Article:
By Bobby Harrison
Daily Journal Jackson Bureau
JACKSON – As the 2014 legislative session gets underway, no decision has yet been made on how the state should deal with its underfunded Mississippi Prepaid Affordable College Tuition Plan.
MPACT, which was created in the 1990s, was established to allow college tuition to be purchased at a future date at today’s prices through various flexible methods, ranging from lump sum to monthly or annual payments.
But the program has not been accepting new enrollees since the fall of 2012 because of financial woes.
State Treasurer Lynn Fitch said recently the MPACT Board is scheduled to meet on Jan. 27 to discuss available options. Fitch said it would take legislative action to close the program.
Members of the MPACT Board have been reluctant to recommend closure, but based on discussions from past meetings, it might take an infusion of cash from the state to maintain the program.
At a November meeting, the board heard from a private auditing company that the plan faces an $82 million deficit and most likely will go insolvent in the early 2020s unless it receives an infusion of cash. But MPACT will face a $142 million shortfall if it is not re-opened.
Fitch, whose office oversees the program for the board, said part of what must be determined is whether MPACT can attract new members if the cost of enrollment is raised as much as might be needed to make the program solvent.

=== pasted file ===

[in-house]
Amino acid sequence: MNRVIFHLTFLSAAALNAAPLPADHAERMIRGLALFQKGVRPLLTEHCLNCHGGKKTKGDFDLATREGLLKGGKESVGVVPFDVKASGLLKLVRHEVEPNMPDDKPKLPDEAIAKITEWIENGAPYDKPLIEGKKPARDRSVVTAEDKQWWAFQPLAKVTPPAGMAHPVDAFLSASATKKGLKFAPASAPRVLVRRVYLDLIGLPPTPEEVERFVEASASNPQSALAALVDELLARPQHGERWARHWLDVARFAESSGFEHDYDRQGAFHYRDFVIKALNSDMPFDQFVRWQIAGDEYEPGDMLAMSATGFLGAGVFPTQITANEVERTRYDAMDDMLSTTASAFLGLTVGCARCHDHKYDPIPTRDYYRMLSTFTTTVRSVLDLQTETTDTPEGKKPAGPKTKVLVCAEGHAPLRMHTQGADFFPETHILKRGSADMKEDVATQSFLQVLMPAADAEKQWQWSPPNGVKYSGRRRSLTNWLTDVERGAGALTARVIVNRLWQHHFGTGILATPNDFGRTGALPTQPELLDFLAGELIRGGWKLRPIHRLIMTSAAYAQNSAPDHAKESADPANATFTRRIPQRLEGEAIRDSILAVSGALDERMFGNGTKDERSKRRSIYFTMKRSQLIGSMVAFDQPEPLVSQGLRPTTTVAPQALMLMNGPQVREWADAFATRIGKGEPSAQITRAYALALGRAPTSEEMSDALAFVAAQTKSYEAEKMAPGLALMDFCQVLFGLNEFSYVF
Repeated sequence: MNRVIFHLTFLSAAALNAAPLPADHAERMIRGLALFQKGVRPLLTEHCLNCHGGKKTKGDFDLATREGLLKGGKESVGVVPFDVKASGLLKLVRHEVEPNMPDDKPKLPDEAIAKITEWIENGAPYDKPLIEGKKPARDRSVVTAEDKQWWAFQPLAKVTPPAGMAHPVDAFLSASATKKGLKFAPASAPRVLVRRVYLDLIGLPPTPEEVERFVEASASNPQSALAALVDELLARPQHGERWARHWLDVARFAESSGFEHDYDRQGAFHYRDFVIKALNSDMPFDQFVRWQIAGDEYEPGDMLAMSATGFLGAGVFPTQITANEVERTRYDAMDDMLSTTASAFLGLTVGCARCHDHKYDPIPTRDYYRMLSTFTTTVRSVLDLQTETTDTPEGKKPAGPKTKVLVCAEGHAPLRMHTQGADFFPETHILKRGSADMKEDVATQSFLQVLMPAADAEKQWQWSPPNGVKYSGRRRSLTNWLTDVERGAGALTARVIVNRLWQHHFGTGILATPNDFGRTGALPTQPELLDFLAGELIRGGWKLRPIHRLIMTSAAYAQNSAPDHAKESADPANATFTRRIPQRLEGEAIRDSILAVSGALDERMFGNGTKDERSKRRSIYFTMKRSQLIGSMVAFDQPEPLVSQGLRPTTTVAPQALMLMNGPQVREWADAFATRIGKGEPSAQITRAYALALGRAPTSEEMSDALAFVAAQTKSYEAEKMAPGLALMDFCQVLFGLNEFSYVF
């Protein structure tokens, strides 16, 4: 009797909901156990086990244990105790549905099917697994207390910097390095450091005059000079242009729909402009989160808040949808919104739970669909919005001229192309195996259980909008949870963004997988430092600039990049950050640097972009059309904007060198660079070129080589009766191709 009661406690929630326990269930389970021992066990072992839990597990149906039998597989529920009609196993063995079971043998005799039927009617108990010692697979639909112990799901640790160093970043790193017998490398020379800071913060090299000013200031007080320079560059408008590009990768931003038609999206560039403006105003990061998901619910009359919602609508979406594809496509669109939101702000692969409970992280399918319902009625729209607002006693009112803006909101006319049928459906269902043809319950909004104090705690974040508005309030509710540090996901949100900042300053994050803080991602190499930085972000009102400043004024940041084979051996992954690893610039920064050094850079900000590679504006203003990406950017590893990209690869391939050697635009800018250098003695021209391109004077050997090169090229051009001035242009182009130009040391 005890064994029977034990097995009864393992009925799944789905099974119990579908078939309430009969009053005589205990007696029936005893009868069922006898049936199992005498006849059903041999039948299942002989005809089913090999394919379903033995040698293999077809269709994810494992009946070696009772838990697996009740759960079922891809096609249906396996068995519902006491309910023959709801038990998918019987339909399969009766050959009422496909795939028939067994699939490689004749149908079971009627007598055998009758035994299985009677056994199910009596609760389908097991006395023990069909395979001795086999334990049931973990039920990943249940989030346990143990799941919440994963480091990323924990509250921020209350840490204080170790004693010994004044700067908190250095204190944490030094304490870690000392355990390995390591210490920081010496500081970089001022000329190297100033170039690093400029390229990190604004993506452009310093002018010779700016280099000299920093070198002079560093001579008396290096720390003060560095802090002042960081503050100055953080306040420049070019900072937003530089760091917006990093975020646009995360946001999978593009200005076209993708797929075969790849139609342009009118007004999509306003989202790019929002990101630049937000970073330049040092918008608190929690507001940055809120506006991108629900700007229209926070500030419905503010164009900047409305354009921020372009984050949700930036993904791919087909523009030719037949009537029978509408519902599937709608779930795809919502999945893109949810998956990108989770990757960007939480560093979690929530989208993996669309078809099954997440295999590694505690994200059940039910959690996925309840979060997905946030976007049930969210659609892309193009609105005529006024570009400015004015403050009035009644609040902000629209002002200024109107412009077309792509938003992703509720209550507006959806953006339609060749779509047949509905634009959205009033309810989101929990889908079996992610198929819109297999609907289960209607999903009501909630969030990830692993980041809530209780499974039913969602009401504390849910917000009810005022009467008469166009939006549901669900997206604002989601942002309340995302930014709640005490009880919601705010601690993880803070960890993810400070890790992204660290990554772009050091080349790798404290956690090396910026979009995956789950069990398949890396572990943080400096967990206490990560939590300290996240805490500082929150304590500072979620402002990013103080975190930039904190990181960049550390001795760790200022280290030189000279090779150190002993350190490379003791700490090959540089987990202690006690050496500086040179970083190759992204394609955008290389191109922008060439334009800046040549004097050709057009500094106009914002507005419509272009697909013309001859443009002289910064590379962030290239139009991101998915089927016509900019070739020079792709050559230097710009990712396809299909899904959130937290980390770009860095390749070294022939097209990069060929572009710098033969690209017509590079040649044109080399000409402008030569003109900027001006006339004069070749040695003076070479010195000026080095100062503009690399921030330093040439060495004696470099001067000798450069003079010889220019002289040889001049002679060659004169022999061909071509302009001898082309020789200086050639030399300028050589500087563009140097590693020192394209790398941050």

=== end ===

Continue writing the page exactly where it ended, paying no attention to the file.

Rep. Greg Holloway, D-Hazlehurst, who serves as a legislative liaison to the MPACT Board, said he will file legislation this session that would give the board more flexibility in its investment options. He said, for instance, he believes the MPACT Board should have as many options in making investments as the Public Employees Retirement System Board.
He said he has seen studies indicating that if his legislation, which passed the House last year but died in the Senate, had become law, investment earnings would have been great enough during the past year to reduce the MPACT deficit to about $65 million.
“The legislation wouldn’t solve the problem, but at least it would have alleviated some of the problem,” Holloway said.
Numerous legislators, including Holloway, have expressed support for MPACT.
“It is a wonderful program,” he said. “It gives people the opportunity to plan their kids’ and grandkids’ future. It is excellent because it locks in the costs of college.
“It is just some things happened.”
Those things included a large drop in the stock market during the recession that began in 2008, rapid increases in college tuition in recent years to offset the cuts in state funding and a pricing structure to enroll in MPACT that many say was not adequate.
House Speaker Philip Gunn, R-Clinton, who pointed out his three children were enrolled in the program, said he is awaiting a recommendation from the first-term treasurer.
“I know she is looking hard at this,” Gunn said.
Fitch has stressed that the approximately 22,000 people still in the program are protected by “the full faith and credit” of the state, meaning ultimately the state or its taxpayers are responsible for paying the cost of tuition for enrollees if MPACT runs out of money.
Many states have opted to close similar plans. Only four states now have plans similar to MPACT.